It seems that Samsung has made quite a stir recently thanks to several recently released updates and firmware leaks (albeit they are mostly coming from carriers) to most of their lineup, going back all the way to the original Galaxy S. Thanks to the efforts of XDA Forum Member Przekret and Recognized Developer Faryaab, we now have access to the very latest firmware that was released by Samsung for the original Samsung Galaxy S. The new firmware comes loaded with a ton of updates, bug fixes, a new kernel, a new radio, and most importantly, it will update your device to 2.3.6 (officially anyways).
To make this even more juicy, Faryaab has provided, in his own thread, a method to root this firmware before you even load it up by means of the legendary CF-Root Kernel, developed by XDA Recognized Developer Chainfire. This process requires you to place your device in download mode and by means of Odin to flash the root kernel .tar to the device. It is a quick, simple process that will yield you lots of happiness.
While writing this article in order to provide you with this interesting update from Samsung, I started thinking a little bit about how you will find projects like this or like this on XDA. Now, it is not something new that developers here can and normally will be able to release an update faster than most manufacturers. After all, xda-developers has been doing this for quite some time, keeping your devices alive and up to date, regardless of what your carrier or manufacturer tells you regarding the ability to upgrade. The way I see this release by Samsung is that they are simply trying to release something new to keep the owners of this device mildly happy and content, keeping the complaints at bay. However, I just think that the technique that they are using to do this is not only wrong (both conceptually and the implementation), it is a waste of everyone’s time (including their own developers and engineers).
If you were to examine this new firmware, as stated earlier, it is a Gingerbread ROM on 2.3.6 and it is loaded with the following goodies:
- Face Unlock (ICS)
- Galaxy S II ICS Lockscreen (ICS)
- Photo Editor (ICS)
- Built-in TouchWiz 4 (normally loaded on ICS ROMs)
Essentially, in case you have not noticed by now, they are releasing an ICS sprinkled GB ROM to try and keep the people from complaining about the lack of ICS on the device. I mean, after all, most of the eye candy, appealing features of the newer OS are there right? Unlocking your device by just looking at it, a cooler lockscreen than TouchWiz’s stock, smoother and faster transitions, and more. Your average Joe will likely be content with such an “upgrade” because they now have all that they need for their device to look “kewl;” but in terms of functionality, it is the exact same as before–=minus bug fixes and a few tweaks and improvements, of course.
Do you not think that it would have taken the same amount of time (maybe even less considering Samsung’s vast resources in terms of workforce as well as source code, drivers, etc) to make an ICS build for this as opposed to porting applications to an older OS? Hey, I have an idea! Android is Open Source, right? What if they simply used preexisting firmware such as the two ROMs referenced above, fixed the missing pieces in the kernels and libraries, and released a full ICS update? As long as proper credits are provided, they could easily use the existing ports as a base, and go from there (assuming that they don’t feel like starting the ports from scratch).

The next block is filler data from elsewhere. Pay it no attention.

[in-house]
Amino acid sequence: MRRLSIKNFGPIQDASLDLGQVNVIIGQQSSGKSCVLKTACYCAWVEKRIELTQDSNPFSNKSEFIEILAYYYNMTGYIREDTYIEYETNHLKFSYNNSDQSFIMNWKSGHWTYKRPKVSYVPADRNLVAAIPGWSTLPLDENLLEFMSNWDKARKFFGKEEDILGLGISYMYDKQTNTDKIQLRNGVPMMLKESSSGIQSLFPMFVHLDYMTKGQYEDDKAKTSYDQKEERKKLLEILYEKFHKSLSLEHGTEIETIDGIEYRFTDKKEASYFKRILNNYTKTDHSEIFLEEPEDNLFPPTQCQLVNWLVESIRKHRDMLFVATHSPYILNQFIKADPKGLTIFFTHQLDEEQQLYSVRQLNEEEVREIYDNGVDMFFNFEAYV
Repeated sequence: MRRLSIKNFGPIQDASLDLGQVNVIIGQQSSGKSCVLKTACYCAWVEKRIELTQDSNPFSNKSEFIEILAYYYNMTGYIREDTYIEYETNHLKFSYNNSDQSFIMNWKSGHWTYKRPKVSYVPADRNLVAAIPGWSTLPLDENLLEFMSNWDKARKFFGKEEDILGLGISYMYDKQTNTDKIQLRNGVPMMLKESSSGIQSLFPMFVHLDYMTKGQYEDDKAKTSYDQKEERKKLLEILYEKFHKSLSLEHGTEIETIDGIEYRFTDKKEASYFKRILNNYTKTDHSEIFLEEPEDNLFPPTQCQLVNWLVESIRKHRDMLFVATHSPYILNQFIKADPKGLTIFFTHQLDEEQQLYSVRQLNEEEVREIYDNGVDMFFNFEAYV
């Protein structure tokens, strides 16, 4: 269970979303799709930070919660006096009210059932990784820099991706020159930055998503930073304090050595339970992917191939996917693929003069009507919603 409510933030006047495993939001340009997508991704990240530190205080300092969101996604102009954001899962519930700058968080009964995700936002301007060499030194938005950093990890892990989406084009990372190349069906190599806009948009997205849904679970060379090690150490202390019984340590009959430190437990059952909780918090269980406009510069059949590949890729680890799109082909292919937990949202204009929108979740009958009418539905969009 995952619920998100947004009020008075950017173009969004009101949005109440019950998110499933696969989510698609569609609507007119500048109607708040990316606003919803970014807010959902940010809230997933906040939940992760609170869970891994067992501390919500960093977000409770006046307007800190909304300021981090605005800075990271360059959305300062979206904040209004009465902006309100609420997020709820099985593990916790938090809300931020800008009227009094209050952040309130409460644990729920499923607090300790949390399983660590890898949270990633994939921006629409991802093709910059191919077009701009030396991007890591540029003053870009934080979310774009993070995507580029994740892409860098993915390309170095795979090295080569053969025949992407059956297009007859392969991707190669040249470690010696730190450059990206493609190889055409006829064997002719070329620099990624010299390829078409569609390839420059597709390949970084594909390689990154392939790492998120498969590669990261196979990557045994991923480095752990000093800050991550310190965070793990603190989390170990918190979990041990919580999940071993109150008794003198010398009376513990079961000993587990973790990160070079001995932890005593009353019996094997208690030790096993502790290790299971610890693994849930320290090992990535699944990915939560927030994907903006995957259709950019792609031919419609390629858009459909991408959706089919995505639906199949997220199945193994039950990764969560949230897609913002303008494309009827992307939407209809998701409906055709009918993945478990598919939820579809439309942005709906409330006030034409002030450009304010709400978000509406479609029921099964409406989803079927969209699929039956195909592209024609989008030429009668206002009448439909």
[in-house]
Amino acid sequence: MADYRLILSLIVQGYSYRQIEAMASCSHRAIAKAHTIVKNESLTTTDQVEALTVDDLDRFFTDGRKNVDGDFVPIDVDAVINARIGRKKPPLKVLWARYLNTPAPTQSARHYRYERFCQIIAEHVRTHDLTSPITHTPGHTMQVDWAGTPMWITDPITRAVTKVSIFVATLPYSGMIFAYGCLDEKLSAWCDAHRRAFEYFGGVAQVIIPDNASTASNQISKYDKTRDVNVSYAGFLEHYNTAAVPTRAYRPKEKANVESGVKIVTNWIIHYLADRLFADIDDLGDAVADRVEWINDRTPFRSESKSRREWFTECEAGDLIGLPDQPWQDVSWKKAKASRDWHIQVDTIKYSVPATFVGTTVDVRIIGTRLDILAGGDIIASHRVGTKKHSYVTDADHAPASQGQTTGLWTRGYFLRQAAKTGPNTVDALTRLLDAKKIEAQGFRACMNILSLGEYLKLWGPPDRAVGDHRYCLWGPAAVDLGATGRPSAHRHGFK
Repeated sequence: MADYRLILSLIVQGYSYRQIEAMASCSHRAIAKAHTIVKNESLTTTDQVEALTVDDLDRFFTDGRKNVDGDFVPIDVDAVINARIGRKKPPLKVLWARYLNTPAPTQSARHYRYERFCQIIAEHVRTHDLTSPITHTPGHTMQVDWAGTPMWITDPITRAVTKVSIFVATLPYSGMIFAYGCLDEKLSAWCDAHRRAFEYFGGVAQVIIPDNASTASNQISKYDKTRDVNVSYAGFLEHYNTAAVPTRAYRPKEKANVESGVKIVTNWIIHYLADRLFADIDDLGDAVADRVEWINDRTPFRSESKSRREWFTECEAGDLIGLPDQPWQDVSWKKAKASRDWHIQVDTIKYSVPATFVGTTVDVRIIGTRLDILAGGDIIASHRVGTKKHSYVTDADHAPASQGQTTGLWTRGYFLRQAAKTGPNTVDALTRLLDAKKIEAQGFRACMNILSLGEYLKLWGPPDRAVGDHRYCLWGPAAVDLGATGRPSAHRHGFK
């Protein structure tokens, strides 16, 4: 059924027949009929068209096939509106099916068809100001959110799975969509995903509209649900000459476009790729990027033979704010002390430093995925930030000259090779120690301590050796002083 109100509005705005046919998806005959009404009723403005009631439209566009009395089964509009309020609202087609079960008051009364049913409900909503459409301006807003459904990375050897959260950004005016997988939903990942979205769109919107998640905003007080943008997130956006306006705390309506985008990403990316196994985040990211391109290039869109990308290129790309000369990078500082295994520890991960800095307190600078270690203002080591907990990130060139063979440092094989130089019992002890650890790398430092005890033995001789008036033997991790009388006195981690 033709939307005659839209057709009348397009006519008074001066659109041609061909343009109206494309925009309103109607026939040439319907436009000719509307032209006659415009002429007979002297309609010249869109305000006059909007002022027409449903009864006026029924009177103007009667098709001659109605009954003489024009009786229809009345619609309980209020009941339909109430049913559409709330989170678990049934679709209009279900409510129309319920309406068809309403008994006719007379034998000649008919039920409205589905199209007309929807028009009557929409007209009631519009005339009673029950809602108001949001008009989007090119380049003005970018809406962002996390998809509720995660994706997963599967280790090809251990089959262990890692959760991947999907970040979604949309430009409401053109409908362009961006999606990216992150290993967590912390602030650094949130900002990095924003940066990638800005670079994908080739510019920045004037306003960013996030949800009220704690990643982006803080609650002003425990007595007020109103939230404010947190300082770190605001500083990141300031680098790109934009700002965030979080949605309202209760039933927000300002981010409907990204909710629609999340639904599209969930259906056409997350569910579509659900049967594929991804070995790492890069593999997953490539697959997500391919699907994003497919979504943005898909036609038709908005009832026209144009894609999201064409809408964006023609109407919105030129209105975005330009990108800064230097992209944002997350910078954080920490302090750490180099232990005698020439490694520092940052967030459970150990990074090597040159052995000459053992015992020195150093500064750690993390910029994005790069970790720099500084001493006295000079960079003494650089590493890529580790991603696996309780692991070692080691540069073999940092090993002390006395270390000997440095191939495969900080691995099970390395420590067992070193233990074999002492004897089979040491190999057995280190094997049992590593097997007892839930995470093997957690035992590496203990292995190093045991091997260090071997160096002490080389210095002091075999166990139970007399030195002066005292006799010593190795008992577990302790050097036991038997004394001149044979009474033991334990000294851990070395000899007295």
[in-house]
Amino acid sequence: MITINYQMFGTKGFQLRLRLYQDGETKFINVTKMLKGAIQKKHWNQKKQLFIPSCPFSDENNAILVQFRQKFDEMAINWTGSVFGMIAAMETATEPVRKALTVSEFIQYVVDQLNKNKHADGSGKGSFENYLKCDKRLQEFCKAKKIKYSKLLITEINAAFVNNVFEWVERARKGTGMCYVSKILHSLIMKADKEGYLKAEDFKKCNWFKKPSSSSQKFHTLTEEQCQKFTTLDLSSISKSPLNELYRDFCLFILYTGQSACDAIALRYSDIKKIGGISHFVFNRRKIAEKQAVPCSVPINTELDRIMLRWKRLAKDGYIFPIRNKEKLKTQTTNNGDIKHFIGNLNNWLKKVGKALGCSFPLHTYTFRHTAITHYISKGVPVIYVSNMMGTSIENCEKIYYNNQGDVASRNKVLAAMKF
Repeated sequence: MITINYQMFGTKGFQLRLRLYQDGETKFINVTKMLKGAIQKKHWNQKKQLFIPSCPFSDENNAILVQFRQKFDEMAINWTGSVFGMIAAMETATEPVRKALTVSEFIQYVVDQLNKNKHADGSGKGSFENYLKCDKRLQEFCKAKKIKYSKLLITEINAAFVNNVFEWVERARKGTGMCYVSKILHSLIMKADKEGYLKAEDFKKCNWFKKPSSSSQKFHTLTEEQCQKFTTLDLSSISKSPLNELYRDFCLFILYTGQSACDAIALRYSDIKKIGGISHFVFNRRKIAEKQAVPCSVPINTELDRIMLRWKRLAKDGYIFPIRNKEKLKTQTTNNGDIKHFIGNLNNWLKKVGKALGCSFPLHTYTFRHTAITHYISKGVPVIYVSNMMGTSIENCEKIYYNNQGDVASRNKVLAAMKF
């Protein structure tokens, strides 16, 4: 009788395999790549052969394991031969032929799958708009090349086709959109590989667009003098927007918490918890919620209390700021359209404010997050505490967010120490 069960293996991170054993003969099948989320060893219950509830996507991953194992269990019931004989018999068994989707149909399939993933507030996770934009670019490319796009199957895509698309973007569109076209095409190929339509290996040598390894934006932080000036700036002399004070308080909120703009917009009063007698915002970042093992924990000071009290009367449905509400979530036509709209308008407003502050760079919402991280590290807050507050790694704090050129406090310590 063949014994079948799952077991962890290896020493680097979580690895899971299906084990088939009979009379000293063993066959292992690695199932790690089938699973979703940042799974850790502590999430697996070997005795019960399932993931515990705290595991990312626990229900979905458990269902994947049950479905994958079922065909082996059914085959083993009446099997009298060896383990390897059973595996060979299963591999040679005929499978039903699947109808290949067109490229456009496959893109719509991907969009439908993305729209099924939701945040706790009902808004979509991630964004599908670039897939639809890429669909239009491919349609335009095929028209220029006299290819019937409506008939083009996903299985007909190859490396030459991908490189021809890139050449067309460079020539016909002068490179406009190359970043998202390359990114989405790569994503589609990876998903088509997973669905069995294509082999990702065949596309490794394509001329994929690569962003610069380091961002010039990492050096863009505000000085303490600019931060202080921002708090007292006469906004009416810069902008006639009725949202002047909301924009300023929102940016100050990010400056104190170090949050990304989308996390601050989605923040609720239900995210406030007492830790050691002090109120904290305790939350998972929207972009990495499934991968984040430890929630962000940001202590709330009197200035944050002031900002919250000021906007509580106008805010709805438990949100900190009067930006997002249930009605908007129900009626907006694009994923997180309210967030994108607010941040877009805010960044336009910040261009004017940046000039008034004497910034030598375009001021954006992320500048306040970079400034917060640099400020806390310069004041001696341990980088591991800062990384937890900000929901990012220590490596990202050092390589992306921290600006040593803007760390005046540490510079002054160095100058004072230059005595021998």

If Samsung (and other OEMs) would get out of the corporate mentality for a second, they would understood that one of the main reasons people are flocking to Android devices and Open Source software is because collaborative efforts tend to yield MUCH better results in shorter periods of time. Unlike what they would probably do to developers, we are unlikely to send you C&D letters from using and modifying code generated by our developers. Why? Because we believe in the spirit of Open Source and sharing. We are all working towards a common goal, which is to improve the technology that we normally use.
I know that they will likely say that it is the carriers who prevent them from releasing updates, as it hurts sales to update an older device to the latest OS—something that becomes a major selling point for any electronic device. But if you just wrapped up all the goodies from the next OS into an approved update, do you honestly believe that the customer will even bother into looking for a replacement device with an OS that offers, in his or her eyes anyways, the same “kewl” stuff that is present in the newer ones? If you do, then congratulations as you are successfully shooting yourself in the foot twice with the same gun because: A) You will likely piss off tech savvy people who will see through this lame attempt at preventing complaints (and hence, losing part of your customer base); and B) because you will likely ensure that the not-so savvy customer is happy enough with their current device so that they will not buy another one for a while. And in the process of accomplishing the latter, you just spent tons of money on R&D and engineers porting apps from an OS that is Open Source and has already been ported to the target device(s).
To sum things up, Samsung, HTC, et al…. We are here to try and make the best out of these devices. Help us help you. In the name of the spirit of Open Source, lets try and work together so that you make better decisions than trying to calm the public with frankenbuilds like this, which are quite frankly, a waste of everyone’s time.
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[Thanks Faryaab for the tip!]_________
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